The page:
Route Selection: Alternative: E

By 2022, the Metro Board backed the Union Station option as the northern terminus.[18] Construction on the segment south of Slauson is expected to begin construction in 2025 with an estimated opening of 2035.[19][20] The second phase north of Slauson to Union Station is expected to be completed in 2043 at the earliest.[21]


Phase Expected
Station[1] Location Connecting
2 2043 Union Station Downtown Los Angeles Amtrak Amtrak
California High-Speed Rail California High-Speed Rail (planned)
Metrolink (California) Metrolink
 A Line
 B Line
 D Line
 J Line
Little Tokyo/Arts District Little Tokyo  A Line
 E Line
Arts/Industrial District Arts District
1 2035[9] Slauson Florence-Graham  A Line
Pacific/Randolph Huntington Park/Walnut Park
Florence/Salt Lake Bell/Cudahy
Firestone South Gate
Gardendale Downey
I-105/C Line Paramount  C Line
Bellflower Bellflower
Pioneer Artesia

Proposed extension into Orange County

Metro is evaluating an optional station in Cerritos at Bloomfield Avenue (just north of the Los Angeles-Orange county line) to facilitate a possible future extension into Orange County; it would eventually connect to the under-construction OC Streetcar, which also uses part of the Pacific Electric WSAB right-of-way.[4]

Proposed Rio Hondo confluence station

Metro is evaluating an optional station in South Gate at the confluence of the Los Angeles River and Rio Hondo to connect with future planned development in the surrounding area.[23]


  1. ^ a b c d e "West Santa Ana Branch Transit Corridor". Los Angeles County Metropolitan Transportation Authority. Retrieved June 28, 2018.
  2. ^ a b c Tinoco, Matt (May 24, 2018). "Metro directors pick two options for new rail line through Downtown LA". Curbed LA. Retrieved February 2, 2021.
  3. ^ "Metro West Santa Ana Branch Rail Recommended Route(s) To Go To Metro Board This Month". Streetsblog Los Angeles. May 2018. Retrieved June 28, 2018.
  4. ^ a b c "Project Alternatives". Los Angeles County Metropolitan Transportation Authority. Retrieved December 2, 2018.[non-primary source needed]
  5. ^ Sharp, Steven (November 27, 2018). "Here are the 28 Projects that Metro Could Complete Before the 2028 Olympics". Urbanize. Retrieved July 2, 2018.
  6. ^ Fine, Howard (December 20, 2021). "Metro Planning Rail Routes into County's Southeast Quadrant". Los Angeles Business Journal. Retrieved December 31, 2021.
  7. ^ "Cerritos Council Spending City Funds to Stop Light Rail from Artesia to Downtown L.A." July 2023.
  8. ^ "Let the new Metro line in Cerritos be built | Talon Marks". March 25, 2023.
  9. ^ a b Scauzillo, Steve (June 15, 2023). "Stations, new name coming for West Santa Ana Branch light-rail in southeast LA County". Los Angeles Daily News. Retrieved June 19, 2023.
  10. ^ @SupJaniceHahn (January 22, 2024). "Over the last few months, I asked for your help to come up with a new name, and you all came through. Metro has tabulated the results and now we are finally prepared to unveil the new name for this train. The name you all chose for this new line is… the Southeast Gateway Line!" (Tweet). Retrieved January 22, 2024 – via Twitter.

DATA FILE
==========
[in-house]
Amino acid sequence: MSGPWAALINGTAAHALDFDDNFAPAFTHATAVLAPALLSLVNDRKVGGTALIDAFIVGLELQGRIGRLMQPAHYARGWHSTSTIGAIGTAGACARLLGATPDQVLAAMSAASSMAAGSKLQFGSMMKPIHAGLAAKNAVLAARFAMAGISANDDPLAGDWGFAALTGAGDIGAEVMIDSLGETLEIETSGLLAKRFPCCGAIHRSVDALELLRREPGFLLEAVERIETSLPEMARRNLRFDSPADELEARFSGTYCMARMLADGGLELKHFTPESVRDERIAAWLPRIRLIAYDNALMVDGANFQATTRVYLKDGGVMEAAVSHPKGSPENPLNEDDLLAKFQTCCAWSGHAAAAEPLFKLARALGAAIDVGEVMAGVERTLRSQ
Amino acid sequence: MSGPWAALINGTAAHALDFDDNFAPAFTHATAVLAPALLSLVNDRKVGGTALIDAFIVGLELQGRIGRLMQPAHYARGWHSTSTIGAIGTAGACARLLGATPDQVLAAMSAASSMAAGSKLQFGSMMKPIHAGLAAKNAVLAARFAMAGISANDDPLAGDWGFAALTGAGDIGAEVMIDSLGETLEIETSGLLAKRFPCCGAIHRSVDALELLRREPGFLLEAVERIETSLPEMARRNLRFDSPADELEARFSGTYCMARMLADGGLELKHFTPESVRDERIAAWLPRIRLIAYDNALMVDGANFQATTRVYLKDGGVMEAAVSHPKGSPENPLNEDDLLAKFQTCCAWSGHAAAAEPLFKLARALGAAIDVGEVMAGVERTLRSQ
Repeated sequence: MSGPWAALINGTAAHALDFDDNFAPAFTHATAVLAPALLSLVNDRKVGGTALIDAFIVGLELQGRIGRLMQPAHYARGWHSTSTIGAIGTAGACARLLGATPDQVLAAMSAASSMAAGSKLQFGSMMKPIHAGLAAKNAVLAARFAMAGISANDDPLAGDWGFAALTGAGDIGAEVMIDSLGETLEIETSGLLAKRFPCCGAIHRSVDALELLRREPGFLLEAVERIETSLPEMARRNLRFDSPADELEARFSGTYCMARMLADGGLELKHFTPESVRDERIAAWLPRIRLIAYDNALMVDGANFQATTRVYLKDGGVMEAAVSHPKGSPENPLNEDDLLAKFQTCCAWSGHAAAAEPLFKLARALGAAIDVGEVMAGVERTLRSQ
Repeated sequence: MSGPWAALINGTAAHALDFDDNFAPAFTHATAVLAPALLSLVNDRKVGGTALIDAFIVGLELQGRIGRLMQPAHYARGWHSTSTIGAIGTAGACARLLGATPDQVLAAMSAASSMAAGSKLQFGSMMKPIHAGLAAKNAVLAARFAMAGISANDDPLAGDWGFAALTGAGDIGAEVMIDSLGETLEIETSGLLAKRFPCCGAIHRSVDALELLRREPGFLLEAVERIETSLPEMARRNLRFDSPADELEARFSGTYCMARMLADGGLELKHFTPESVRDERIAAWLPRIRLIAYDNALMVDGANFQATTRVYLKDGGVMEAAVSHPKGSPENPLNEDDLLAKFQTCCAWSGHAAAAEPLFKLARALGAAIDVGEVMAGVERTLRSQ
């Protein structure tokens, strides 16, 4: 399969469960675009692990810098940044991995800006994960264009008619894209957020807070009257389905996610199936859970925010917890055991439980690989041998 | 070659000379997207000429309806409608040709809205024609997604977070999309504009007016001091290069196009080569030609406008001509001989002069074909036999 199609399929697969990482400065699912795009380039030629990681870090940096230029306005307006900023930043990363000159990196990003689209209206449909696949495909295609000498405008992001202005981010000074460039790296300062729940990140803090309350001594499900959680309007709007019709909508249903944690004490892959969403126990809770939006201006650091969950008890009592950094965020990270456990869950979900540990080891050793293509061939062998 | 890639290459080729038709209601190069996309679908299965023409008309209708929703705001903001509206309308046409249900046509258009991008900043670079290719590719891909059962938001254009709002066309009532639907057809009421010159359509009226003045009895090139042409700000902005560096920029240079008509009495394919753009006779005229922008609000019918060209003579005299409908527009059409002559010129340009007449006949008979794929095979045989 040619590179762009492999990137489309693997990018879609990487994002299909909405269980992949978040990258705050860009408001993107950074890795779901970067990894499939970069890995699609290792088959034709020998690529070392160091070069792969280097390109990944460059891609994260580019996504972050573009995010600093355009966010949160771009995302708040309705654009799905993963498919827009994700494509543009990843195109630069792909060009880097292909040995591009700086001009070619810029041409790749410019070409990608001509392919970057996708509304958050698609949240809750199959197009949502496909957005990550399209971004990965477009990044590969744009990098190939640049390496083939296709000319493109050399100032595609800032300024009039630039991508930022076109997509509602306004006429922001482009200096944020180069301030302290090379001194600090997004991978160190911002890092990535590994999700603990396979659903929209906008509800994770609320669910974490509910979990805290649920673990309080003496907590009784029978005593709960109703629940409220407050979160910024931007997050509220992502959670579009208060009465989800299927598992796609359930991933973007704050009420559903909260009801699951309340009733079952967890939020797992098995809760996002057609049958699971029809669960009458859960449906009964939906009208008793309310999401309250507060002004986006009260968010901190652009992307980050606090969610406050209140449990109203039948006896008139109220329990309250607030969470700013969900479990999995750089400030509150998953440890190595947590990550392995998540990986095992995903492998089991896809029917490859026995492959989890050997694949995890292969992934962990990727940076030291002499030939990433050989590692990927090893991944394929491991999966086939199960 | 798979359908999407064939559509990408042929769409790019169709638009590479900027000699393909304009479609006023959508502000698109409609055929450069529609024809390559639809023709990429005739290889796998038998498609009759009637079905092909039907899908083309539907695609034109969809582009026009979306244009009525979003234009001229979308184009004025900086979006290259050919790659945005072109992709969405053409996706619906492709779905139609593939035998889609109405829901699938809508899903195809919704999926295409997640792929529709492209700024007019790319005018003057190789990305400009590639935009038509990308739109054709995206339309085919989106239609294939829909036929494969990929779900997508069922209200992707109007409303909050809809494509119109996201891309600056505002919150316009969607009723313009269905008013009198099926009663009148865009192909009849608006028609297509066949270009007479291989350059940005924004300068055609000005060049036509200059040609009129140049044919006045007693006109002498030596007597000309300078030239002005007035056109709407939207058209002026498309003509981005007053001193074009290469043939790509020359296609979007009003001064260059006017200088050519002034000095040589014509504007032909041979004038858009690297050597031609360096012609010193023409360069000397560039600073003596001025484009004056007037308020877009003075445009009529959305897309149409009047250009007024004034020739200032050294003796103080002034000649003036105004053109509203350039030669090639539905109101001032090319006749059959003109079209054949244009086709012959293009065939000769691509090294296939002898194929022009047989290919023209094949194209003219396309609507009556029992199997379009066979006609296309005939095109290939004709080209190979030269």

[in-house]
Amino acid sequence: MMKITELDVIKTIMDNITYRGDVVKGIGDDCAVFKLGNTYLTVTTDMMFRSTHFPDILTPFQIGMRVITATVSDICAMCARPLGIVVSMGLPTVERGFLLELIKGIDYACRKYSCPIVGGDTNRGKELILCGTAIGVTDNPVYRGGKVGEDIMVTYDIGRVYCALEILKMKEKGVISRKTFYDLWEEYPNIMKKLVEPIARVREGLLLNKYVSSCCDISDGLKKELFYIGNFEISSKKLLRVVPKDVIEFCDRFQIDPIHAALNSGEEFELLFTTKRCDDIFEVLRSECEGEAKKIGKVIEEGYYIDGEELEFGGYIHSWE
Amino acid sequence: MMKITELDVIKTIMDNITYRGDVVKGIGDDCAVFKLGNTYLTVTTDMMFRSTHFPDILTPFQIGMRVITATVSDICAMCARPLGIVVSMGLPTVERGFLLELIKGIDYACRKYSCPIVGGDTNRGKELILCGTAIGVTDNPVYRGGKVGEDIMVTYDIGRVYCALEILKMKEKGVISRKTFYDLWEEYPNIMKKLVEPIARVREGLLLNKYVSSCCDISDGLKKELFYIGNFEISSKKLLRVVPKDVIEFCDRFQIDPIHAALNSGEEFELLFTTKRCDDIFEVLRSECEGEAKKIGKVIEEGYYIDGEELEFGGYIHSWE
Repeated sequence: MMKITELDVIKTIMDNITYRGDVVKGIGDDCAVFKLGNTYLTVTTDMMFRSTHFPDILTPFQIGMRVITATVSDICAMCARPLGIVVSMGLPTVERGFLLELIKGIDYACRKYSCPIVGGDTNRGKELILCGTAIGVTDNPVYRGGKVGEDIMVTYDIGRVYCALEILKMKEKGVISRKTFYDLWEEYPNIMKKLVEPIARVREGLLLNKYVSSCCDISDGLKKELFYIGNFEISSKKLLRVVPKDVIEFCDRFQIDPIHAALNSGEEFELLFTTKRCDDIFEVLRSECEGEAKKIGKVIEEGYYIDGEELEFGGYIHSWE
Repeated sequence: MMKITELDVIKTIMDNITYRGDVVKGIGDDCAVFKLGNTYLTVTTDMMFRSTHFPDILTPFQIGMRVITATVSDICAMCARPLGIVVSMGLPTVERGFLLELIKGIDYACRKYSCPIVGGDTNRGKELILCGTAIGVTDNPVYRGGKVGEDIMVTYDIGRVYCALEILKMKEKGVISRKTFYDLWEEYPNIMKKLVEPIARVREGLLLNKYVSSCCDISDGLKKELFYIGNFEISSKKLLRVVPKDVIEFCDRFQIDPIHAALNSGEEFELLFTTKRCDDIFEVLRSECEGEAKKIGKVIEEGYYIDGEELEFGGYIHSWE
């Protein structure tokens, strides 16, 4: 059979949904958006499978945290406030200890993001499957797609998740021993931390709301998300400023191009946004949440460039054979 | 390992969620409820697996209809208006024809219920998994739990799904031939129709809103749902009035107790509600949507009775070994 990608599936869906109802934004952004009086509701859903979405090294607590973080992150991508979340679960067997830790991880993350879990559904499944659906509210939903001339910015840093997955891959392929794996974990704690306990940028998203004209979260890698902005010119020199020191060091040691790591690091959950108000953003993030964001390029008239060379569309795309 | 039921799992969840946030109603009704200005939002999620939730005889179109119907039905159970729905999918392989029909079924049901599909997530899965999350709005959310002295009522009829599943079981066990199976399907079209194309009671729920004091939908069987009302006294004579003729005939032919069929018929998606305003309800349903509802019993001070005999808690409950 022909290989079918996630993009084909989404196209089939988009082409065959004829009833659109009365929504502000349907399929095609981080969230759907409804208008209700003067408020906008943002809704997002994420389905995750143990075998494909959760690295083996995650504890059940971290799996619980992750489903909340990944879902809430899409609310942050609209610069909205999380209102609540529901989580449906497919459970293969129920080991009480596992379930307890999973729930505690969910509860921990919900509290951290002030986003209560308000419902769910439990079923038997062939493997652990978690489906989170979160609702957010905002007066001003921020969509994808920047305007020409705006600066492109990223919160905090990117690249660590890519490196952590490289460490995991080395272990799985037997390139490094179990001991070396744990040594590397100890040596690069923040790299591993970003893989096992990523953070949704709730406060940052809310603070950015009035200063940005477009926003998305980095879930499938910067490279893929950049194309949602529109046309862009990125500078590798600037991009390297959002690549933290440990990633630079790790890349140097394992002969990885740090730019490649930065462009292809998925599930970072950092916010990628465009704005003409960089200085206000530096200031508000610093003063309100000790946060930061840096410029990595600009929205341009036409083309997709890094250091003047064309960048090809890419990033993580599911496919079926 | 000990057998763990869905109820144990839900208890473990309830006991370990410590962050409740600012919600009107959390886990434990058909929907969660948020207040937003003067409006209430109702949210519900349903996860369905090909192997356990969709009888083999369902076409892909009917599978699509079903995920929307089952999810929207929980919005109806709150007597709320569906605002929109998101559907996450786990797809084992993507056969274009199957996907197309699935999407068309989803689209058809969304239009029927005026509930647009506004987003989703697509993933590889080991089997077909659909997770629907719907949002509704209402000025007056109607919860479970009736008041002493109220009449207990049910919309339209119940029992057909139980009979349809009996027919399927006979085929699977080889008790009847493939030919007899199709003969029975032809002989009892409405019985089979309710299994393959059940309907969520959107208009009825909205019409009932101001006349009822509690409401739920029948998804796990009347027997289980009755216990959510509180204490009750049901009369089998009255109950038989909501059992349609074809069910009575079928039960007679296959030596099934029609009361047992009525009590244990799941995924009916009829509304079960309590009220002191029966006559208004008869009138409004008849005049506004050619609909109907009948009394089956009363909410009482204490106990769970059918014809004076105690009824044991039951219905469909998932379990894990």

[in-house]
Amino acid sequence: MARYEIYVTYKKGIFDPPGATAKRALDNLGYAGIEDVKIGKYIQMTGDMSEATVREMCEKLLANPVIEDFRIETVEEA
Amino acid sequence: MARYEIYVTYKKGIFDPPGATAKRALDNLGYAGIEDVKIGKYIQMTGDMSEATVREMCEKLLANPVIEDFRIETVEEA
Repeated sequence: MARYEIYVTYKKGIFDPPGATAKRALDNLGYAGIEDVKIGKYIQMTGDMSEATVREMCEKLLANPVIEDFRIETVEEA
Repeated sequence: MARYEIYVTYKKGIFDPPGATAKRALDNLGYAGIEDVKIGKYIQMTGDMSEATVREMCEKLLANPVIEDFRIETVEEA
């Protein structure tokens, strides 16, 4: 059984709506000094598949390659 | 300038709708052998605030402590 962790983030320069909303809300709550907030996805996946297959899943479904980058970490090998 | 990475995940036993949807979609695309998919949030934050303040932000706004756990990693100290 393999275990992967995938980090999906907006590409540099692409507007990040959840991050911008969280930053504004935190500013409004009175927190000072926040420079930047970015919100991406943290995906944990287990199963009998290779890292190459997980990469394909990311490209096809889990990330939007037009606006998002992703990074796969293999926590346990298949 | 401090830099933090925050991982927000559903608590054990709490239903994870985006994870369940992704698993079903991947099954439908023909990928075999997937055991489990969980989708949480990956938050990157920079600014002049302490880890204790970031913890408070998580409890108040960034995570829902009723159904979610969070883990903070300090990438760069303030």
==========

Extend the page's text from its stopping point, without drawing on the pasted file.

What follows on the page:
11. ^ "EIS_EIR". Dropbox. Retrieved April 17, 2024.
  12. ^ "Metro certifies environmental impact report for Southeast Gateway Rail Line". Los Angeles Daily News. MediaNews Group. April 25, 2024. Retrieved April 25, 2024.
  13. ^ @numble (April 25, 2024). "LA Metro has released the RFP for a contractor for "Advanced Works" for Southeast Gateway Line, to prepare alignment for main project construction (utility relocations, soil abatement, freight relocation, etc.). Contract might also include building C Line infill transfer station" (Tweet). Retrieved April 26, 2024 – via Twitter.
  14. ^ Hews, Brian (March 11, 2018). "METRO TO HOLD MEETINGS ON WEST SANTA ANA BRANCH TRANSIT PROJECT, THE 20-MILE LIGHT RAIL FROM ARTESIA TO DOWNTOWN LOS ANGELES". Cerritos Community News. Hews Media Group. Retrieved February 2, 2021.
  15. ^ "Board Report" (PDF). Los Angeles County. November 14, 2018. pp. 1–33. Retrieved March 14, 2023.[non-primary source needed]
  16. ^ "Board Report" (PDF). Los Angeles County. September 18, 2019. pp. 1–6. Retrieved March 14, 2023.[non-primary source needed]
  17. ^ "LA Metro to present latest West Santa Ana light-rail plan to the public". Progressive Railroading. January 2, 2021. Retrieved February 2, 2021.
  18. ^ Hymon, Steve (January 18, 2022). "Metro Board to select route and terminus for light rail line to Southeast L.A. County". The Source. LACMTA. Retrieved January 21, 2022.
  19. ^ Sharp, Steven (January 17, 2022). "Metro staff recommend Union Station route for West Santa Ana Branch". Urbanize. Retrieved January 21, 2022.
  20. ^ 2021-0724 - WEST SANTA ANA BRANCH TRANSIT CORRIDOR PROJECT (Report). January 19, 2022. p. 2. Retrieved January 21, 2022. ((cite report)): Unknown parameter |agency= ignored (help)
  21. ^ Scauzillo, Steve (January 27, 2022). "LA Metro board OKs new light-rail line from Artesia to Union Station". Los Angeles Daily News. Retrieved January 28, 2022.
  22. ^ "Bus and Rail System Map" (PDF). Los Angeles County Metropolitan Transportation Authority. Retrieved December 3, 2018.[non-primary source needed]
  23. ^ "Rio Hondo Confluence Station Feasibility Study". Los Angeles County Metropolitan Transportation Authority. Retrieved June 24, 2023.